In using the attachment, the ball is first removed from the Z-bar ledge and the plate 22 placed on the ledge with its central opening (26) vertically alined with the ledge opening (18), and the ball is replaced, its shank passing through the openings (18) and (26) and the nut replaced but only hand-tightened for the moment. The fence is added to the plate by fitting the studs (36) through the plate holes (FIG. 3) and rocking the fence forwardly and downwardly to rest on the plate with the bight of the fence partly encircling the ball (FIG. 5). The corners (34) on the wings facilitate rocking the fence. At this stage, the fence and plate may be adjusted fore and aft together, relative to the ball, because of the elongated opening (26) in the plate, until a predetermined distance "A" (FIG. 5) is obtained between the bight of the fence and the front of the ball, which distance will also appear as respects the remainder of the bight as respects the partly encircled ball. This distance is based on the configuration of the typical socketed front end of a trailer tongue (not shown), usually in the form of a lip bordering at least the front of the socket. After the distance has been secured, the ball nut is securely tightened and rigid, affixation of the plate to the Z-bar ledge follows, either by the use of screws as at (40) or via welding (not shown), the plate being held in position by the tightened ball or any other suitable means (not shown).
At this point, the two-part attachment becomes a part of the towing vehicle hitch for the purpose of effecting the hook-up of the trailer tongue. As noted, the bent studs (36) not only facilitate rocking of the fence in place but also counteract the forward thrust of the trailer tongue should it temporarily overrun the ball in a forward direction; that is to say, the force of the tongue cannot unseat the fence. After the hook-up is achieved, the fence may be easily rocked to the rear and upwardly, readily clearing the forward part of the hitched trailer tongue. Removal of the fence enables an increased range of lateral swinging between the towing vehicle and trailer.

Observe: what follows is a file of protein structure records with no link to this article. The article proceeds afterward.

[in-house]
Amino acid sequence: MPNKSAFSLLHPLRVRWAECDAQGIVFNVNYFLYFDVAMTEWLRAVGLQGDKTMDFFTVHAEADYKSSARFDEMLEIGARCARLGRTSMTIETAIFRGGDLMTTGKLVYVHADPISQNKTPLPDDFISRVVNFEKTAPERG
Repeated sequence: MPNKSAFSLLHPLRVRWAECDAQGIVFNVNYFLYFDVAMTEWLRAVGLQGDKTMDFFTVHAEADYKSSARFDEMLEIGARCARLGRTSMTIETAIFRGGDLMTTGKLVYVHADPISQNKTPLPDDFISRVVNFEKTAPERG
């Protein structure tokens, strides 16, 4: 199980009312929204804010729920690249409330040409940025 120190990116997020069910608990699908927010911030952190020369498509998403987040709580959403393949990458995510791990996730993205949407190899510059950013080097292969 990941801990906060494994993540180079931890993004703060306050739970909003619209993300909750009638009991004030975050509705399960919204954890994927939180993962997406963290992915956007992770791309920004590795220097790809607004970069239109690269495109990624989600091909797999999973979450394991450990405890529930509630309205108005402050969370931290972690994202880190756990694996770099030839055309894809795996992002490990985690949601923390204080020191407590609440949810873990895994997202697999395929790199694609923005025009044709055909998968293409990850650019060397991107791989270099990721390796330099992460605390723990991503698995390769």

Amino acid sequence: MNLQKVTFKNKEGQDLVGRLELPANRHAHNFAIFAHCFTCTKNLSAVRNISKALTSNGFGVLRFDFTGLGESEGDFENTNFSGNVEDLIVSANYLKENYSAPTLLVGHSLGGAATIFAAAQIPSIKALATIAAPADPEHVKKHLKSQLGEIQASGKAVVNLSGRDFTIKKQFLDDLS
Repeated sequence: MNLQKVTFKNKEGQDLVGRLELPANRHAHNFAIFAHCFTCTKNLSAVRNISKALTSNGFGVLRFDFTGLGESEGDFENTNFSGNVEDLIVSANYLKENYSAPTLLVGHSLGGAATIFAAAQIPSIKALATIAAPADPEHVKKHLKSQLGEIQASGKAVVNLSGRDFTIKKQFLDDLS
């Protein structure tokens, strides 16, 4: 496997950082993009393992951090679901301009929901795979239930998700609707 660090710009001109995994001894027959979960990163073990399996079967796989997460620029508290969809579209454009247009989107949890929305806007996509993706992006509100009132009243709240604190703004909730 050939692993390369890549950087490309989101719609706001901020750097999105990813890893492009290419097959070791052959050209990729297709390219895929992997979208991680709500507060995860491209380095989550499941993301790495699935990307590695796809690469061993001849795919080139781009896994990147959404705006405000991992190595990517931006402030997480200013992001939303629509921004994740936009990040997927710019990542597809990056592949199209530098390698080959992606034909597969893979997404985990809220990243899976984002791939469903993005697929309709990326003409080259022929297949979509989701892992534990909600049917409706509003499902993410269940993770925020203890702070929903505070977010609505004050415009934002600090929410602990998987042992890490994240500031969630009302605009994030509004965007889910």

The features and advantages outlined above are available in the modified arrangement shown in FIGS. 6 and 7, where a further type of known hitch structure includes a tube (50) of square section and mounting a ball (52) very much like the ball (14) but having a longer threaded shank (54). In this form of the invention a plate (56) like the plate (22) is mounted, as by welding (not shown), on the hitch tube. The plate has spaced apart projections (58) that engage opposite sides of the tube for adding to the lateral stability of the plate. The plate is otherwise constructed like the plate (22) as to openings, etc., and function and is thus adapted to receive the fence (24) as will be obvious without elaboration.
Features and advantages of the invention other than as pointed out herein will readily occur to those versed in the art, as will many modifications in the preferred structure disclosed, all without departure from the spirit and scope of the invention.
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|U.S. Classification||280/477, 280/507|
|Sep 18, 1992||FPAY||Fee payment|
Year of fee payment: 4
|Jan 28, 1997||REMI||Maintenance fee reminder mailed|
|Jun 22, 1997||LAPS||Lapse for failure to pay maintenance fees|
|Sep 2, 1997||FP||Expired due to failure to pay maintenance fee|
Effective date: 19970625